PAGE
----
Did you ask your colleagues about the designer of the t-shirt Fid Q is wearing on Propaganda album cover?
Well, he goes by the name of Mkuki Bgoya — the founder and Creative Director of Spearhead Branding.
He is also actively involved in running Kina Klothing, an Urban-Afrika inspired clothing company.
We hunted him down and asked him five questions, which he was more than kind to answer…
1. Why did you decide to pursue graphic designs studies in the first place?
Actually, design [studies] happened by accident, although now looking back I realize it was meant to happen — I just didn’t see it at the time!
I have always been a very visual person and always liked drawing stuff. I was the kid at school who filled his “daftari la mazoezi” (exercises book) with doodles of type, logos and Ninjas instead of homework. It didn’t end there; I have always designed stuff since I can remember, although I didn’t know that’s what it was called or that there were people who did that professionally.
My father is a publisher, so I have been using a mac since I was like 8 years old. I actually went to college to study computer science (because I was always on the computer), and while I was doing that I also took a drawing class to fulfill my fine art requirement so as to get an easy A for my GPA. This became a major turning point as my professors, seeing that I could draw well, wondered what I was doing majoring in computer science. This is when I was introduced to design as a discipline and profession. Needless to say, after that semester I was no longer pursuing a Comp Science degree. Now I have a BFA in Design Communication.
2. Take us through the whole process of establishing Spearhead Branding as a company; the dream, the vision and challenges you face.
Spearhead is something that was going to happen. To begin with I have never thought of working for anyone, so it was inevitable that I was going to start my own company. The name is actually a mashup of Spear and Head that states what we do, which is spearheading our clients’ brands. My name Mkuki, which in Kiswahili translates into “Spear”, and the Head is where the ideas come from. So that was the first step, establishing the identity.
The dream is to wake up everyday excited to go to the office and have fun while creating great work in partnership with clients who understand how design can make help their brands compete and succeed in the market.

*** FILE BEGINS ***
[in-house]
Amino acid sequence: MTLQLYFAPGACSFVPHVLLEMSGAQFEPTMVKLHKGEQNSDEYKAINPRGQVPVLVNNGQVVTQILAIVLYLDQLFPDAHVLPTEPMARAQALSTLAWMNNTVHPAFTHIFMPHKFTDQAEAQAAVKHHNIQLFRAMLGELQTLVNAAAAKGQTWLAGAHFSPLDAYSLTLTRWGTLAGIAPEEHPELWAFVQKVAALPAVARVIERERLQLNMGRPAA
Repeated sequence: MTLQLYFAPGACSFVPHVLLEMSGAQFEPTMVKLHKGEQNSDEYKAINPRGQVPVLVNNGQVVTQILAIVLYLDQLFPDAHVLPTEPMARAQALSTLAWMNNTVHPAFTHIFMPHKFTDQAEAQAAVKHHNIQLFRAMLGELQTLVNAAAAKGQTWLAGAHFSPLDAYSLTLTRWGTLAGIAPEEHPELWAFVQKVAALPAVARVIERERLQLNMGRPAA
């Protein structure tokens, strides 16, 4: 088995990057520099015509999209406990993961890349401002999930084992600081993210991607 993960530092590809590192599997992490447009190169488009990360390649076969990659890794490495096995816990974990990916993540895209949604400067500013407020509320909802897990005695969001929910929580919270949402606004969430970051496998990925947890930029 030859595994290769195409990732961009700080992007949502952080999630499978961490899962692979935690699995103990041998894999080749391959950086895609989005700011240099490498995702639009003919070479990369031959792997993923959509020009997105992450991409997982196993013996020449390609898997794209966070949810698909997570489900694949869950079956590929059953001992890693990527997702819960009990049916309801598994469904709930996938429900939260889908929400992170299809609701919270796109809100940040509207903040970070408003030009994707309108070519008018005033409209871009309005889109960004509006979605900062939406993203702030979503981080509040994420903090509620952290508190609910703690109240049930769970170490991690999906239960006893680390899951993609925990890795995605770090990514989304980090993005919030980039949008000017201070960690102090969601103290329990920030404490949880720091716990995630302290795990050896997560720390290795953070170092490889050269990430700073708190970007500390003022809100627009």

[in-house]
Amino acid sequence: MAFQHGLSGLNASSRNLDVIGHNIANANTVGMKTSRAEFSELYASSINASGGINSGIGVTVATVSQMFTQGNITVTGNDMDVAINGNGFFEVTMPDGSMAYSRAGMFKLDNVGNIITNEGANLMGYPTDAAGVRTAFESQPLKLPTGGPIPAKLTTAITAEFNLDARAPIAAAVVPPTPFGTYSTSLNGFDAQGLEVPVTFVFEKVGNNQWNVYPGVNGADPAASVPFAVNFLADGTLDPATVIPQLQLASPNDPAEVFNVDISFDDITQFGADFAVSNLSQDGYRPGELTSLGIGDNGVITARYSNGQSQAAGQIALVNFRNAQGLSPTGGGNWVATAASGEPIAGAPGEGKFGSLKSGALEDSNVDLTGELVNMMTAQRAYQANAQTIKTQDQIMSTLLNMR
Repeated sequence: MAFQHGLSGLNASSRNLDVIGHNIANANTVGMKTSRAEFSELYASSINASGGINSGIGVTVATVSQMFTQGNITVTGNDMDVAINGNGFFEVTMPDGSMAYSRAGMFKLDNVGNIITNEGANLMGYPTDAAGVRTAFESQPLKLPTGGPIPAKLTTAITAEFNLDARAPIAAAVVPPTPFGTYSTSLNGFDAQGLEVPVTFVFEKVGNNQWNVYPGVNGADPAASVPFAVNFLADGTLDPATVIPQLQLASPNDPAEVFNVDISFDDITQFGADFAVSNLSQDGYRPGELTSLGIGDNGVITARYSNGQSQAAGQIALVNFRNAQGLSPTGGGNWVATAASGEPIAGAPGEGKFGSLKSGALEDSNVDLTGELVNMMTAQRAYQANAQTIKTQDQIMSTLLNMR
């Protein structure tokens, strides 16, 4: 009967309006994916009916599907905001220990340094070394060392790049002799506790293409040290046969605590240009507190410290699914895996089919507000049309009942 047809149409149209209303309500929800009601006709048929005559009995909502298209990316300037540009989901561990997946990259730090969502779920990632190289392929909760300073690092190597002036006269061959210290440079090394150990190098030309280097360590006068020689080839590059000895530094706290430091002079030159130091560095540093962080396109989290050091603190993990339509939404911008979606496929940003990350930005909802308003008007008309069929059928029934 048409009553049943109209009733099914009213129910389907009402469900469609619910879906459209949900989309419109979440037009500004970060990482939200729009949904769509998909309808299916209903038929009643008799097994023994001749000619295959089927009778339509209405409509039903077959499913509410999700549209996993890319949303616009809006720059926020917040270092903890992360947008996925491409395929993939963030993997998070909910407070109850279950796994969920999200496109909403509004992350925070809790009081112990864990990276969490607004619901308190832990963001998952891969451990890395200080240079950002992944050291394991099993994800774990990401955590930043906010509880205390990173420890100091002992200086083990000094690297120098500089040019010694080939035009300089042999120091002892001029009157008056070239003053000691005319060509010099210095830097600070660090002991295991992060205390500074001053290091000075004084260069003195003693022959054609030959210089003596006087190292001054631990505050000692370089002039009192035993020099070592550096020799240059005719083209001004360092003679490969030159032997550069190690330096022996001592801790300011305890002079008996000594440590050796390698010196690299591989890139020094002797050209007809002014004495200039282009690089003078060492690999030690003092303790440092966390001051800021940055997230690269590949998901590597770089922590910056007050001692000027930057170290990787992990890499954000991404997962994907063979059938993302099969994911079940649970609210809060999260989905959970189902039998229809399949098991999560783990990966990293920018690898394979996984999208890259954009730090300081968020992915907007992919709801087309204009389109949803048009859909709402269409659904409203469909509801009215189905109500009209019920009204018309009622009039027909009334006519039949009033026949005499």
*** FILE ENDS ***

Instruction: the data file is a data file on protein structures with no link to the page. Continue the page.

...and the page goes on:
The challenge for me right now is trying to manage people, run a business and also find time to sit at my drafting table with my pencil and paper to design. I have to work late nights because of all the distractions during the day, without forgetting lots of wasted time in crazy Dar traffic peppered with TANESCOs power cuts! It’s insane but I never thought for a second that it was going to be easy.
3. Why Kina-Klothing? A success as far as I am concerned…
Yeah, we have been very lucky from the response and support (in cold cash) we have had. It has been great but we are a young brand and are still growing, making mistakes and learning from them.
I started Kina because I needed graphic Tees that were inspired by my background and of the quality that, being a designer, I would be happy with. Judging from the excitement and the reception we received I now know there a many design conscious people out there who are looking for the same thing and are willing spend their money to get it.
4. What do you want to tell young Tanzanians who would like take a “risky” path like yours?
By risky I suppose you mean an entrepreneurial path, siyo? What I can say is basically a cliché, which is to follow one’s instincts. This is the most important thing, because there will be many obstacles in your way, and to get past them you have to have clarity of vision (also known as naiveté) and be prepared to make mistakes or even fail spectacularly, but learn from it all.
Most importantly, love what you do, when the going gets tough, that love’s going to sustain you. Lastly, do things right; no shortcuts, just hard work; the money will come, it’s just a result of good work. Godspeed.
5. Where do you think Tanzania will be in 10 years? In terms of (visual) arts, is there hope for young upcoming artists?
It’s hard to predict but if we cultivate a culture of criticism, we will be seeing a lot of creativity coming out of Tanzania. Right now I think we are at a stage where you have creators with a very small audience (albeit one that is growing even if slowly). Most Tanzanians do not consume art, they consume TV.
We need an ecosystem of creators, critics and an audience for us to really see a vibrant art scene emerging. We need more exhibition spaces (not knocking down institutions like Nyumba ya Sanaa) to sustain that community. This is for the visual arts as well as other forms of artistic expressions.
On the design side I am thinking we’ll see more designers emerging as the discipline is getting known more and perceived as a viable career choice. We are likely to see rapid changes aided by the democratization of professional tools. However, we need more schools or classes teaching design not just how to click around in photoshop or illustrator in order to get a certificate.
Design is discipline and tools by themselves do not make a designer; just like knowing how to use the mouth mirror doesn’t make one you a dentist.
We would like to thank Mkuki for this insightful interview!